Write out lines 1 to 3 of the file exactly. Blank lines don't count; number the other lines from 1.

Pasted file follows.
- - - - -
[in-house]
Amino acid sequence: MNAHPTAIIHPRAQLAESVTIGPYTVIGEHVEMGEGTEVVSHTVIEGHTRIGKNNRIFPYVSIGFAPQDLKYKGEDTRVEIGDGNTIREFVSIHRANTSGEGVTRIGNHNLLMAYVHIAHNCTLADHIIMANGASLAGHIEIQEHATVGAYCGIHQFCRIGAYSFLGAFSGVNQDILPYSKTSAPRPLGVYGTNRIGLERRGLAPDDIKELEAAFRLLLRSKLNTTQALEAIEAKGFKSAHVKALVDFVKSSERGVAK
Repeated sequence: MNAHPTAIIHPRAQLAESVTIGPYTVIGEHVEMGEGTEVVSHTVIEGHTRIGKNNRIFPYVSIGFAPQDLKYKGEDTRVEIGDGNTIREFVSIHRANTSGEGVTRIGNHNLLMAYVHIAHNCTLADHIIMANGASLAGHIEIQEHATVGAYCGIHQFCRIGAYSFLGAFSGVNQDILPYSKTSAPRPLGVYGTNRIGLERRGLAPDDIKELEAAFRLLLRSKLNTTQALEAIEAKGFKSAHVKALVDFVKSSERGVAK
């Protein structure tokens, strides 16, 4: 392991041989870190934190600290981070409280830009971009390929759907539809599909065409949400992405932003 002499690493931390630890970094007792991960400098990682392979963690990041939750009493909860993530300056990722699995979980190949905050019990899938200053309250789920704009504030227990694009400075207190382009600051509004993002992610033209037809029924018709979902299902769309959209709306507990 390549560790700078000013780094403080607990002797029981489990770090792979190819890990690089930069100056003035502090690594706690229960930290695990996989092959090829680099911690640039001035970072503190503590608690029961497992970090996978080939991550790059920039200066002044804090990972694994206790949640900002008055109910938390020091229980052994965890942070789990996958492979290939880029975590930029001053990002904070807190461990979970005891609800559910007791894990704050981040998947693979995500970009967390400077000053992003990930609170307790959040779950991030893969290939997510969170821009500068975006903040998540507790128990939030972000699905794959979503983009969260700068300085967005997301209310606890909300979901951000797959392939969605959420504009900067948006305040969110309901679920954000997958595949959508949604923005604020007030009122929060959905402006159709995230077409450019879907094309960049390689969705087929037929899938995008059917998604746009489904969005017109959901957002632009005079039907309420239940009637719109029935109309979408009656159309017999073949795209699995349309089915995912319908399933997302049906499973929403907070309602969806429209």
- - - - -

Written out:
[in-house]
Amino acid sequence: MNAHPTAIIHPRAQLAESVTIGPYTVIGEHVEMGEGTEVVSHTVIEGHTRIGKNNRIFPYVSIGFAPQDLKYKGEDTRVEIGDGNTIREFVSIHRANTSGEGVTRIGNHNLLMAYVHIAHNCTLADHIIMANGASLAGHIEIQEHATVGAYCGIHQFCRIGAYSFLGAFSGVNQDILPYSKTSAPRPLGVYGTNRIGLERRGLAPDDIKELEAAFRLLLRSKLNTTQALEAIEAKGFKSAHVKALVDFVKSSERGVAK
Repeated sequence: MNAHPTAIIHPRAQLAESVTIGPYTVIGEHVEMGEGTEVVSHTVIEGHTRIGKNNRIFPYVSIGFAPQDLKYKGEDTRVEIGDGNTIREFVSIHRANTSGEGVTRIGNHNLLMAYVHIAHNCTLADHIIMANGASLAGHIEIQEHATVGAYCGIHQFCRIGAYSFLGAFSGVNQDILPYSKTSAPRPLGVYGTNRIGLERRGLAPDDIKELEAAFRLLLRSKLNTTQALEAIEAKGFKSAHVKALVDFVKSSERGVAK